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Finally, Spring Arrives in the Northwoods

The AuSable River can soften and renew a spirit that has been worn down by the stress of a busy and out of control life.

by
Kim Priestap

Bio

May 30, 2009 - 12:19 am
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As I stood at the kitchen window that faced south toward the gravel parking lot of our canoe livery and fly shop, I felt the breeze drift in. I stopped what I was doing, closed my eyes, and took a deep breath. The freshness of the air was glorious.

Even though my two younger children were at the dining room table waiting for lunch, I made myself stand there and embrace the warm air. It only takes one Up North winter to learn that you do not take a moment like this for granted. After a few slow, deep breaths, I could sense it. Pine. There is nothing more invigorating than the scent of fresh pine as it lingers in the air. It’s one of the reasons I love living Up North.

Living in northern Michigan requires a kind of hardiness of spirit because the winters, while breathtaking in their beauty, are something to endure. To appreciate what it is like to travel the long journey of the winter months and come out on the other side to spring, you have to experience it fully by living in the Northwoods. It is not enough to come up for a weekend or two. You have to feel the transformation of the air, as crisp fall days slowly turn cold and then bitter. You have to witness the snow that falls before Thanksgiving, continues until early April, and is punctuated by hearty snowstorms. By the time March arrives your bones ache for spring, and any sign no matter how small gives you hope that warm, leisurely days on the river will soon arrive.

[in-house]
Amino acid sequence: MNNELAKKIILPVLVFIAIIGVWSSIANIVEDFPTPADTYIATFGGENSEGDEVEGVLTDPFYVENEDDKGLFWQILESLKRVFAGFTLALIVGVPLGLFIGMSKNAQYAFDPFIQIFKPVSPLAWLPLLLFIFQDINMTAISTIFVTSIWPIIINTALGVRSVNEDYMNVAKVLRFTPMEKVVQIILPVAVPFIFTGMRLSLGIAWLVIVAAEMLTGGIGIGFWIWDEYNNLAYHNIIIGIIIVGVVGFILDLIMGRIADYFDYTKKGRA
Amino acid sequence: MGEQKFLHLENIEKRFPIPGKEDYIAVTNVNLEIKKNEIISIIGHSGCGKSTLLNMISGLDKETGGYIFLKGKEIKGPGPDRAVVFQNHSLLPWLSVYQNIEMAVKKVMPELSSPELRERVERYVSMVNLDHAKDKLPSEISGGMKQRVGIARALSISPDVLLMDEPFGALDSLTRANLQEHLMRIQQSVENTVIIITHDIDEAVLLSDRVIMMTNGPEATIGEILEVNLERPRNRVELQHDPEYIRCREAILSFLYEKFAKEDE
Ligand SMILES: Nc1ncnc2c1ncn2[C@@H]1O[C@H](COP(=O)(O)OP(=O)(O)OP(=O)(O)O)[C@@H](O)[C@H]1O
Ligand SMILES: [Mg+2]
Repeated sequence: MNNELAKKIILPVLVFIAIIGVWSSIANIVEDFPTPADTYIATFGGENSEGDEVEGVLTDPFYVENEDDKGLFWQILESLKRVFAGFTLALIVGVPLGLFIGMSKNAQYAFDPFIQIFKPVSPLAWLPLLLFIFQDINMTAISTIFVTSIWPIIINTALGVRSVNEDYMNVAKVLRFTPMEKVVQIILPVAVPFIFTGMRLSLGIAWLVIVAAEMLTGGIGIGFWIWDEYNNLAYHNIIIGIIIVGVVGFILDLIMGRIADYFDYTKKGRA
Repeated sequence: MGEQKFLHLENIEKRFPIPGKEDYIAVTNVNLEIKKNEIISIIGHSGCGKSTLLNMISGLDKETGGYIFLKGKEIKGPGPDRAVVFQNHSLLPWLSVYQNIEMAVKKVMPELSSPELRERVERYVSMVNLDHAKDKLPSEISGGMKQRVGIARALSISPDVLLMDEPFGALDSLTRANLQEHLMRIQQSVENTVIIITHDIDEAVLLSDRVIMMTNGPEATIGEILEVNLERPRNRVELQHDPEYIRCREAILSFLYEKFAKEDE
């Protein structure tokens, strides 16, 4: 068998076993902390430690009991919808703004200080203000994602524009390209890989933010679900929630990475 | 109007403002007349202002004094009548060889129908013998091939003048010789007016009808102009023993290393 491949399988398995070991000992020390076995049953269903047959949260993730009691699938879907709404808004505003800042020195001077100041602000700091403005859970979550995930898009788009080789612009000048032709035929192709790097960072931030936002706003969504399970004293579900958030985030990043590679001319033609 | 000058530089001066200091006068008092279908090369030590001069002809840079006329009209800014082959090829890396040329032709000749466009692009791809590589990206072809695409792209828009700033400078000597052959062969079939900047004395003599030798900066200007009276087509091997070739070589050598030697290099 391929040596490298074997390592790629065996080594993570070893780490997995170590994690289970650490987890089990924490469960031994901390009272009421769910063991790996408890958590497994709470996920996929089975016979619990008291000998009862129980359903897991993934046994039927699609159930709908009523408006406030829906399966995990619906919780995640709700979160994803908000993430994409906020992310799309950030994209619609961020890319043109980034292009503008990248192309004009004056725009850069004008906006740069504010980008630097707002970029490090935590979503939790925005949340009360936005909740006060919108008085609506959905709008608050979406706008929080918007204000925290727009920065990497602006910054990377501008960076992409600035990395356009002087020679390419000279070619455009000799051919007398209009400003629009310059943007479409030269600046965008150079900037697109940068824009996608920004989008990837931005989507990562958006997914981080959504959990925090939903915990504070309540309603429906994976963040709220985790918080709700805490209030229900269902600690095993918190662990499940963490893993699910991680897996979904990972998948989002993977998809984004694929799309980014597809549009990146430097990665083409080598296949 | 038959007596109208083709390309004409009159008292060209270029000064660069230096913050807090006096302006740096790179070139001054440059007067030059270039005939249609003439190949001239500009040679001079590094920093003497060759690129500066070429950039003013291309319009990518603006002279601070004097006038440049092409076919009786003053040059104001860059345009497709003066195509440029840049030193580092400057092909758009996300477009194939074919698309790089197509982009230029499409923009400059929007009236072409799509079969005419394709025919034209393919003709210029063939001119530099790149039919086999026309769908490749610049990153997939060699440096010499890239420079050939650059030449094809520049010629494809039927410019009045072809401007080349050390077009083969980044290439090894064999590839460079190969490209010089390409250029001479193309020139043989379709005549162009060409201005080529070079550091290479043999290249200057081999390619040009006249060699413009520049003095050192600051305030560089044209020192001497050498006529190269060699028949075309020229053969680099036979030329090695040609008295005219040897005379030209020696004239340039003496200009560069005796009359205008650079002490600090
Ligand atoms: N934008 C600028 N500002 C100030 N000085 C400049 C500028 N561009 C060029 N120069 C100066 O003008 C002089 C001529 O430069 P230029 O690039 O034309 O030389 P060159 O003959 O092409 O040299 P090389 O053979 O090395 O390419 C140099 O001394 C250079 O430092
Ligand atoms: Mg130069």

Those earliest signs of spring can be elusive. Even when the snowdrifts are still so deep that you sink to your waist, the air can carry the subtle but unmistakable warm scent of spring. It is a sign that the pines and the hardwoods are stirring as they approach the end of a long hibernation. I was snowshoeing through the path in the wood at the back of our property when I got my first trace of the softening of the trees. I maneuvered my snowshoes over and around a fallen tree, when the wind whistled through the needles and caught me full in the face. I stopped, put my face in the air, and inhaled deeply the distinct and unmistakable warmth and freshness that signaled spring. It was at that moment that I knew the days would be different. My mood and my attentions shifted to spring.

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